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Antisemitism, Silence, Commemoration

International Conference at Yad Vashem Next Week to Explore Polish Attitudes toward Jews and the Holocaust after World War II and Jewish survivors return to life in Poland (1944-2010)

27 September 2010

How did Polish society and people deal with the fact that the Holocaust, to a great extent took place in their midst? How did Jewish survivors rebuild lives in Poland? A four-day international conference exploring Polish attitudes toward Jews and the events of the Holocaust will take place at Yad Vashem from October 3 - 6, 2010.

The conference, “The Aftermath of the Holocaust: Poland 1944-2010” is being held by the Diana Zborowski Center for the Study of the Aftermath of the Shoah of the International Institute for Holocaust Research at Yad Vashem.

Looking at Polish society through the antisemitic pogroms in the immediate aftermath of the war, the communist era, and the fall of communism until today, researchers from Poland, the United States and Israel will present new findings on various aspects of the Polish population grappling with the post-Holocaust era. For decades the destruction of Polish Jewry has dominated the study of the Shoah but it was only recently that the unprecedented challenges of the return to life of the surviving Jews has begun to attract sustained scholarly attention. The proceedings will take place at the Yad Vashem Auditorium, in English, and is open to the press and the public.

Presented at the conference will be research on the first encounters of survivors with post-war Polish society, reverberations of the Kielce pogrom, rebuilding Jewish life in Poland, post-war emigration of Jews from Poland, the origins and results of the communist regime's anstisemitic campaign and more. Jan Tomasz Gross, author of the groundbreaking books Neighbors: The Destruction of the Jewish Community in Jedwabne, Poland and Fear Anti-Semitism in Poland After Auschwitz: An Essay in historical Interpretation, will present the keynote address at the opening session on October 3 at 16:00, on the interaction between Jews and the local population during the war, particularly plunder and killings. He will argue that general understanding of the epoch can be obtained through in depth analysis of specific encounters. Prof. Israel Gutman, Academic Advisor, Yad Vashem, Feliks Tych, Head of the Jewish Historical Institute (ZIH) of Warsaw, Ambassador of Poland to Israel Agnieszka Magdziak-Miszewska, Eli Zborowski, Founder and Chairman of the American Society for Yad Vashem, Rabbi Israel Meir Lau, Chairman of the Yad Vashem Council, Dr. Zeev Mankowitz, Head of the Diana Zborowski Center, and Avner Shalev, Chairman of the Yad Vashem Directorate will also participate in the session.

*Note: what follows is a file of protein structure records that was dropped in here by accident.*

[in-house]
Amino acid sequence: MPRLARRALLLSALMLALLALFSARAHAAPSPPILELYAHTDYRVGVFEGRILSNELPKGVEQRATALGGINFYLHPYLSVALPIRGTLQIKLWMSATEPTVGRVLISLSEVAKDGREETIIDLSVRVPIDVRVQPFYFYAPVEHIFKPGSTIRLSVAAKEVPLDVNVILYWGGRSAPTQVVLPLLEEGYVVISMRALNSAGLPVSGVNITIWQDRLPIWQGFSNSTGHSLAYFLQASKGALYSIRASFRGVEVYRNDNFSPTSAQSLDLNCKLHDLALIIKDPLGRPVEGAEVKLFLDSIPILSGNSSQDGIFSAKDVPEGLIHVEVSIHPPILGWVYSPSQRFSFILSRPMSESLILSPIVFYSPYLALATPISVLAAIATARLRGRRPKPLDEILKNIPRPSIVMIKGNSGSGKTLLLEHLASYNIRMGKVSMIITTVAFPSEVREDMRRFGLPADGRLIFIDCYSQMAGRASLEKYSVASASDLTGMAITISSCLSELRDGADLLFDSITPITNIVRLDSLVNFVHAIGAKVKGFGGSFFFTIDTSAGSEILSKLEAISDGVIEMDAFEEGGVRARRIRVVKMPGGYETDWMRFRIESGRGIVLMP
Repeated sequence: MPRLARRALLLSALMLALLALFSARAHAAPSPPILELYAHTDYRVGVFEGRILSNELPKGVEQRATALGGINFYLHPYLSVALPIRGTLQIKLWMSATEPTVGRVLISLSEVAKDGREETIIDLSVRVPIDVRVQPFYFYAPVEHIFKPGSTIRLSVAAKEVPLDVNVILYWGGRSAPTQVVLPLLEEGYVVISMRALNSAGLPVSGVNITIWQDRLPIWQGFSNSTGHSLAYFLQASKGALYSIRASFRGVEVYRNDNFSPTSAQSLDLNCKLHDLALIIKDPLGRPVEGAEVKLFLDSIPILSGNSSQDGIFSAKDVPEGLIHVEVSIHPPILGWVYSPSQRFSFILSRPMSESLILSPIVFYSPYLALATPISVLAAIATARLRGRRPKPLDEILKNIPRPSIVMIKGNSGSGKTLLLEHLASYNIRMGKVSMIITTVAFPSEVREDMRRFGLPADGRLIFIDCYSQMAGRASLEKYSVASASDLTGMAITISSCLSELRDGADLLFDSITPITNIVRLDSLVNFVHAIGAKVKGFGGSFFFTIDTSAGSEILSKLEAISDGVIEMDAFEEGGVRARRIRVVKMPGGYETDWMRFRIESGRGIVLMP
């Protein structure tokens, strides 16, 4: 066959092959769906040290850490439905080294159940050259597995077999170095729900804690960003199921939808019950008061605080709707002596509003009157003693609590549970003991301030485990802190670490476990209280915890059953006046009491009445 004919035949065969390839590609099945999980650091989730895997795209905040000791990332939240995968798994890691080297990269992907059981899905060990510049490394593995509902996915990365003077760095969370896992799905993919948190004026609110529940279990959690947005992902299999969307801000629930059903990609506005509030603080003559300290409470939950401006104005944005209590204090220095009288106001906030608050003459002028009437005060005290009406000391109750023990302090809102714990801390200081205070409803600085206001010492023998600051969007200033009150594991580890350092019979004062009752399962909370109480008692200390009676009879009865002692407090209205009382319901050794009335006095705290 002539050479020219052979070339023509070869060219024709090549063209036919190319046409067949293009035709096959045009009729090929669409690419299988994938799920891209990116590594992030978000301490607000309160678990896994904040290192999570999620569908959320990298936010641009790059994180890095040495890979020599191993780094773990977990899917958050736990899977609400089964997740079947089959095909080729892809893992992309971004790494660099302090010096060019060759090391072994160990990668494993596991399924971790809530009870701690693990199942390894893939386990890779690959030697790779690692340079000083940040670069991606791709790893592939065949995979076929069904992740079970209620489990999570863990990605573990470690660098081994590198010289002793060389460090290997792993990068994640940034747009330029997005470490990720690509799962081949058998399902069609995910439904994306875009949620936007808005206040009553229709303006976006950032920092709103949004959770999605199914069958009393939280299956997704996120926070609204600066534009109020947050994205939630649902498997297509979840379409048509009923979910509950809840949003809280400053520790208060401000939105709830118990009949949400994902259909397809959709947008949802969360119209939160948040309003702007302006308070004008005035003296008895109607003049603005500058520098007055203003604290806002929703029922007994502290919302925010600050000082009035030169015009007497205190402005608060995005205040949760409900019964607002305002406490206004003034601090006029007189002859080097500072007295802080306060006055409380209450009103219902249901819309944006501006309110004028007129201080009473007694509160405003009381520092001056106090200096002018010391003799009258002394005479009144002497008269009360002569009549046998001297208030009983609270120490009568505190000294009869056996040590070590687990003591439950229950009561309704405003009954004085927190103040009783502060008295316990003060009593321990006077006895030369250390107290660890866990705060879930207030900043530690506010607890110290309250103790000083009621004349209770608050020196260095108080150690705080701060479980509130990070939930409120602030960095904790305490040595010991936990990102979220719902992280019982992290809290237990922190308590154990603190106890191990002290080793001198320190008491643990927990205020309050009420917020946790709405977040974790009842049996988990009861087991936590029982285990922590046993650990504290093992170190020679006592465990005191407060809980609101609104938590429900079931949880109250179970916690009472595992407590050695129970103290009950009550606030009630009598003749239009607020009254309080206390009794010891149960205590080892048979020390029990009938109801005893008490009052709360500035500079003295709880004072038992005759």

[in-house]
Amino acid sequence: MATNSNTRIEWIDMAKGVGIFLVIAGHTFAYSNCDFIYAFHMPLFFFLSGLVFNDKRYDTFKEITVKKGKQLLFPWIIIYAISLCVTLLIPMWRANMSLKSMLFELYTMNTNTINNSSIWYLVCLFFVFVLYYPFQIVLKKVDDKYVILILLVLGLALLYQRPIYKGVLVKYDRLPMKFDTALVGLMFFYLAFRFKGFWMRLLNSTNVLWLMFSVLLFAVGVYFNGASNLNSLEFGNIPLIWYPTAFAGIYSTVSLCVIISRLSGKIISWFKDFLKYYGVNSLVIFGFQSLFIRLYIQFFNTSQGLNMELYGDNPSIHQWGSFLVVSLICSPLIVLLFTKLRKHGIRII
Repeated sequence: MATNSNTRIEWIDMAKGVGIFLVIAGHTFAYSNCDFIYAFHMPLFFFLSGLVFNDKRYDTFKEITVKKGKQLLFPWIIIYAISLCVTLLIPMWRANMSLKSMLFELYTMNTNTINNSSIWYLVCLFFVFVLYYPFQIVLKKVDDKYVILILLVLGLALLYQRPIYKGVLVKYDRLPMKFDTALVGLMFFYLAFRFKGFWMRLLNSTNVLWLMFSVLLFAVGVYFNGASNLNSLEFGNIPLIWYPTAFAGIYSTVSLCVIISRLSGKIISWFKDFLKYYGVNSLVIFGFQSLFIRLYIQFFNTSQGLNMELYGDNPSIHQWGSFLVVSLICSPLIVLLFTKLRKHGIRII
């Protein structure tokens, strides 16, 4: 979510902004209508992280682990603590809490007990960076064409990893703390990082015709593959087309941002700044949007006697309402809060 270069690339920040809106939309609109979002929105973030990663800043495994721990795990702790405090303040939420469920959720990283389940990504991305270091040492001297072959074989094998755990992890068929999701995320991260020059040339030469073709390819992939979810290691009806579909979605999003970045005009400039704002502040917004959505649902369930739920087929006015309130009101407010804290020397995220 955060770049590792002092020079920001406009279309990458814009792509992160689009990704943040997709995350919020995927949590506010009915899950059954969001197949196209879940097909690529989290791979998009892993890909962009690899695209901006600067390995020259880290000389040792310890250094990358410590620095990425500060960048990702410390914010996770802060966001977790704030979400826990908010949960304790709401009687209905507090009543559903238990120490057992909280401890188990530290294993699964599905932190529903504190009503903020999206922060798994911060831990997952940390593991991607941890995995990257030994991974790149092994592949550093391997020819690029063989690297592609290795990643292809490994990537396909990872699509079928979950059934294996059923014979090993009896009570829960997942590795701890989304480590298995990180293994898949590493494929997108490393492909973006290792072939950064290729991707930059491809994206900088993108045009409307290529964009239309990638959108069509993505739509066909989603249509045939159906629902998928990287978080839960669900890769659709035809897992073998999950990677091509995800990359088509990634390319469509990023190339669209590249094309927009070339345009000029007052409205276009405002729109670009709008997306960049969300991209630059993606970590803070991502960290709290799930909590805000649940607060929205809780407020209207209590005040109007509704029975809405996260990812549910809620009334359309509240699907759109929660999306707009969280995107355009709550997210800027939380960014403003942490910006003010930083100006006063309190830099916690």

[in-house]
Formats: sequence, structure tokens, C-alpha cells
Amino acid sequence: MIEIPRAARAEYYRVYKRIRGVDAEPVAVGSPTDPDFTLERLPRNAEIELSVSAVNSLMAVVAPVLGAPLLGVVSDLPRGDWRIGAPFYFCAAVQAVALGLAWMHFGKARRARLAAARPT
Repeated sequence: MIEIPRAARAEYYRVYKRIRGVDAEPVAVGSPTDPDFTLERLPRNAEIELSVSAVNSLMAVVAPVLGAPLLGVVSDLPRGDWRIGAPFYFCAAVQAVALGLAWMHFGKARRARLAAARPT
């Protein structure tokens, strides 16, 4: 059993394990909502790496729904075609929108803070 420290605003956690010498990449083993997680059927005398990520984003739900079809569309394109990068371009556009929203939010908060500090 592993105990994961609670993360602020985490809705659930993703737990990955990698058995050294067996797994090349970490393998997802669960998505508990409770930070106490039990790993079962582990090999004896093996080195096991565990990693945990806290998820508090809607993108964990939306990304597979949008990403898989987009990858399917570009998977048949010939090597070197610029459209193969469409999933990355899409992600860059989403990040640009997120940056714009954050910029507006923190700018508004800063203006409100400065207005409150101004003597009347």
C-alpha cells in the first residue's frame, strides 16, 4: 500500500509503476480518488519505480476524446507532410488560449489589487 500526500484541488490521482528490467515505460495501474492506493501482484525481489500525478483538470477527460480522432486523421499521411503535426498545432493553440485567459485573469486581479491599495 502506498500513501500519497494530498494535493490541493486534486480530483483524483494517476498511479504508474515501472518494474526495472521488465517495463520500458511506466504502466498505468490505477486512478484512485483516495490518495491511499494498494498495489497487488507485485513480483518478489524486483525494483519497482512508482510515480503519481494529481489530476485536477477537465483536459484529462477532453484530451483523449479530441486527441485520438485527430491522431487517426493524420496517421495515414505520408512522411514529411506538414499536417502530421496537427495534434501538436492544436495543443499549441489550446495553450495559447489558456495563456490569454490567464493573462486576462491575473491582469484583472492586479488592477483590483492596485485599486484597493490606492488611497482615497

The concluding session will take place on Wednesday, October 6, at 11:00, with the participation of Antony Polonsky, of Brandeis University, Feliks Tych, Zeev Mankowitz and Marcos Silber of Haifa University.

The full program is available at: http://www1.yadvashem.org/yv/en/about/institute/pdf/program_conference_the_aftermath_of_the_holocaust.pdf

The Conference is underwritten by Eli Zborowski and Family and with the generous support of the Gertner Center for International Holocaust Conferences and the Gutwrith Family Fund, and the Instytut Polski.